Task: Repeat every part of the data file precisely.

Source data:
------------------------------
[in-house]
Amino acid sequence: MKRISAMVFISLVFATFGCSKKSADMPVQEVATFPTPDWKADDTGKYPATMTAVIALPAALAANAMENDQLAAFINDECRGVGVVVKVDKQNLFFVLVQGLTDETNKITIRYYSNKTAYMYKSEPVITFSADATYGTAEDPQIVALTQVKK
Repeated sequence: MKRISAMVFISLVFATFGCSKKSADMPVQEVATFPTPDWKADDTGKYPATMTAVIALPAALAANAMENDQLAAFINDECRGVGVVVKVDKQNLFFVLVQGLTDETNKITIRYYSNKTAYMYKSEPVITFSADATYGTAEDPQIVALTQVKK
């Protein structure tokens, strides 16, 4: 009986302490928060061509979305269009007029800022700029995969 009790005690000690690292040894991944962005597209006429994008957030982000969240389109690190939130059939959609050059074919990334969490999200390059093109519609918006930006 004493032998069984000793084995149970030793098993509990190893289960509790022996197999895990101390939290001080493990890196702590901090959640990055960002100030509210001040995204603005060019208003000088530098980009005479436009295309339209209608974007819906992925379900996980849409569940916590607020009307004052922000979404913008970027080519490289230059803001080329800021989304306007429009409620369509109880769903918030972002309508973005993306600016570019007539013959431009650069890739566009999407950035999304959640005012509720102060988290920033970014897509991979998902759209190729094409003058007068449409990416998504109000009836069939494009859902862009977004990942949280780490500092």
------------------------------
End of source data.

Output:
[in-house]
Amino acid sequence: MKRISAMVFISLVFATFGCSKKSADMPVQEVATFPTPDWKADDTGKYPATMTAVIALPAALAANAMENDQLAAFINDECRGVGVVVKVDKQNLFFVLVQGLTDETNKITIRYYSNKTAYMYKSEPVITFSADATYGTAEDPQIVALTQVKK
Repeated sequence: MKRISAMVFISLVFATFGCSKKSADMPVQEVATFPTPDWKADDTGKYPATMTAVIALPAALAANAMENDQLAAFINDECRGVGVVVKVDKQNLFFVLVQGLTDETNKITIRYYSNKTAYMYKSEPVITFSADATYGTAEDPQIVALTQVKK
């Protein structure tokens, strides 16, 4: 009986302490928060061509979305269009007029800022700029995969 009790005690000690690292040894991944962005597209006429994008957030982000969240389109690190939130059939959609050059074919990334969490999200390059093109519609918006930006 004493032998069984000793084995149970030793098993509990190893289960509790022996197999895990101390939290001080493990890196702590901090959640990055960002100030509210001040995204603005060019208003000088530098980009005479436009295309339209209608974007819906992925379900996980849409569940916590607020009307004052922000979404913008970027080519490289230059803001080329800021989304306007429009409620369509109880769903918030972002309508973005993306600016570019007539013959431009650069890739566009999407950035999304959640005012509720102060988290920033970014897509991979998902759209190729094409003058007068449409990416998504109000009836069939494009859902862009977004990942949280780490500092």